What other stuff I’ve written since my original musing implies that I’ve got Malachi collecting advice/clues/aid from less savory friends than belong to the coven as regulars. As I think on this it feels a bit like a montage or yak shaving. I suppose that isn’t bad as long as each meet-up increases the stakes and is closely tied to the conflict. But I ought to work out what it is Mal seeks with each meeting and why he doesn’t get what he wants.

Here’s a quick exchange with Steven Tattersall in Haast, NZ that came to mind…

After establishing Steven as a bit of a letch, Karen and Malachi depart.

Karen shrugged and shivered and stamped her feet like she was wriggling out of a cocoon. “I told you you wouldn’t like him,” said Malachi.

“You didn’t tell me how much you do though.”

Mal smiled instead of lying.

“What?” Karen crossed her arms. “What? You’re enjoying this too much not to be telling me something…everything. Anything. Whatever. What?”

“Steven’s gay.” [kinda think Mal might say ‘fag’ but I’m not sure how to resolve that]

“I wouldn’t have guessed that.”

“He wouldn’t want you to.”

“Why not?”

“Because he hasn’t either.”

356 words on day 983

How Bad Could They Be?


Malachi ashed his Lucky Strike then decided to leave it there in the glass dish he’d brought; you couldn’t smoke in a Texas diner.

“You know,” Malachi looked away and thumbed a torn corner of orange leatherette on the back of their booth, “I was lighting cigarettes for two years before I ever smoked one?” He turned his attention back to Karen. “Ever tell you that?”

Karen shook her head small because she was being quiet and trying to ken his screen. A smoke screen, she thought; she almost laughed aloud.

“Suppose not. You probably can’t imagine me as a kid.”

She smiled and let go part of her stored up laugh. “No. Not really.”

“My great grandfather had a stroke when I was seven, or there abouts. That summer when I was out of school and my mom was working at the cleaners she’d leave me with him. Myrtle, his second wife—we never called her great grandma—was already dead. My grandparents, his son, lived in the house next door.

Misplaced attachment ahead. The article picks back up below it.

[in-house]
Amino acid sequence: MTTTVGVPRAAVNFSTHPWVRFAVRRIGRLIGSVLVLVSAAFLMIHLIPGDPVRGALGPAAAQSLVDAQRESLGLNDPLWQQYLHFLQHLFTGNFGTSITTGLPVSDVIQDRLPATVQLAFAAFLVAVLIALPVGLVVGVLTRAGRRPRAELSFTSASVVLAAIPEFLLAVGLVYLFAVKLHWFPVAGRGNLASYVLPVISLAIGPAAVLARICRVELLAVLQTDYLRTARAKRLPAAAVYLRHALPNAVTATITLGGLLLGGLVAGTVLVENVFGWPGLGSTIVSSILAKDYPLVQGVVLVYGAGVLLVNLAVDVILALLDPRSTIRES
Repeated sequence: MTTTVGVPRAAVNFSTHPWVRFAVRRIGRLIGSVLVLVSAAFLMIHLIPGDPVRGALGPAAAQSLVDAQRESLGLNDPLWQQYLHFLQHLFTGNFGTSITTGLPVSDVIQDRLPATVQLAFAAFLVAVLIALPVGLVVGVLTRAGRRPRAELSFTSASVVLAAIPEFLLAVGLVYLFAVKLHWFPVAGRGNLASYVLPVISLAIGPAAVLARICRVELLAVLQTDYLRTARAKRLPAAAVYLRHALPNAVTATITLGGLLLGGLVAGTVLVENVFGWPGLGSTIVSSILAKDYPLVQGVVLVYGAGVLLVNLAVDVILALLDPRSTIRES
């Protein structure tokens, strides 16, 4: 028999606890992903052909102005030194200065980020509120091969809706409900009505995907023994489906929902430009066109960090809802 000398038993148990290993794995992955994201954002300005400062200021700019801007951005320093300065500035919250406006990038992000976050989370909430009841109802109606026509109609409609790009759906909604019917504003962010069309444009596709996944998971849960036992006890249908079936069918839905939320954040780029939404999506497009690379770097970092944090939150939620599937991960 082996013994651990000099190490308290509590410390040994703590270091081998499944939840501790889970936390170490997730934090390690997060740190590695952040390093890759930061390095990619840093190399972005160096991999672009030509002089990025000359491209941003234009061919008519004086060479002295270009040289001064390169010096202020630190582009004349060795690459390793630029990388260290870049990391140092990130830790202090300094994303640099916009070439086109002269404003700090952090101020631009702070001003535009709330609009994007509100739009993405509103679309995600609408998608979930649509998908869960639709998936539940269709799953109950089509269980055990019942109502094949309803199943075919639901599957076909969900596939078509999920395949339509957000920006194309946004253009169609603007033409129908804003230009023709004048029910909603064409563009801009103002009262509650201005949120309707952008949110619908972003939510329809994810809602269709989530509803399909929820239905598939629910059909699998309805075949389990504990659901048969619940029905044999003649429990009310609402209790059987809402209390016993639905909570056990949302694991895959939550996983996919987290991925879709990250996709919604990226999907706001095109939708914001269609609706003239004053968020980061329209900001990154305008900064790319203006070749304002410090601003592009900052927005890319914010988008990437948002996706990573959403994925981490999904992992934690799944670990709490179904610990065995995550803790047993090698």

[one of the points of his story—why he smokes—is because even though he heard the warnings that smoking was bad for you he saw his stroked great grandfather smoking and never die because of it, so he figured it was safer than anyone said it was]

216 words on day 895

Steve’s Place


I looked for a better source of this photo but didn’t find one before I started running out of time to write.

Steven Tattersall lived in New Zealand and that gave him a familiar but exotic mystique. It also made him funny—to Karen at least. And for some reason she held the impression he was or had been a sailor, but he never had. This is his home.

Steve’s place is unusual, and part of the problem describing it is that you want to stop there and just say, “Well, you’d have to see it.” But all the pieces of Steve’s treehouse—because that’s where you go after you’ve already said ‘unusual’—are completely normal. They just aren’t combined in an expected way. Imagine a perfectly usual cabin with a hipped roof and a Queen Anne style dormer above the classically centered front door. Then float that cabin two stories above the shoreline of a good-sized pond, build in the first and second stories with tin and cedar and plywood to hold your perfectly usual cabin up, sprout an extra-tall extra bedroom out of the top of your usual cabin, and finally add a bell tower to the top of that. As time permits, cobble on some walkways and lean-outs and fashion a multi-tiered redwood party deck to hover out over the pond. Just call the whiskey barrels and teak love-seat homey embellishments.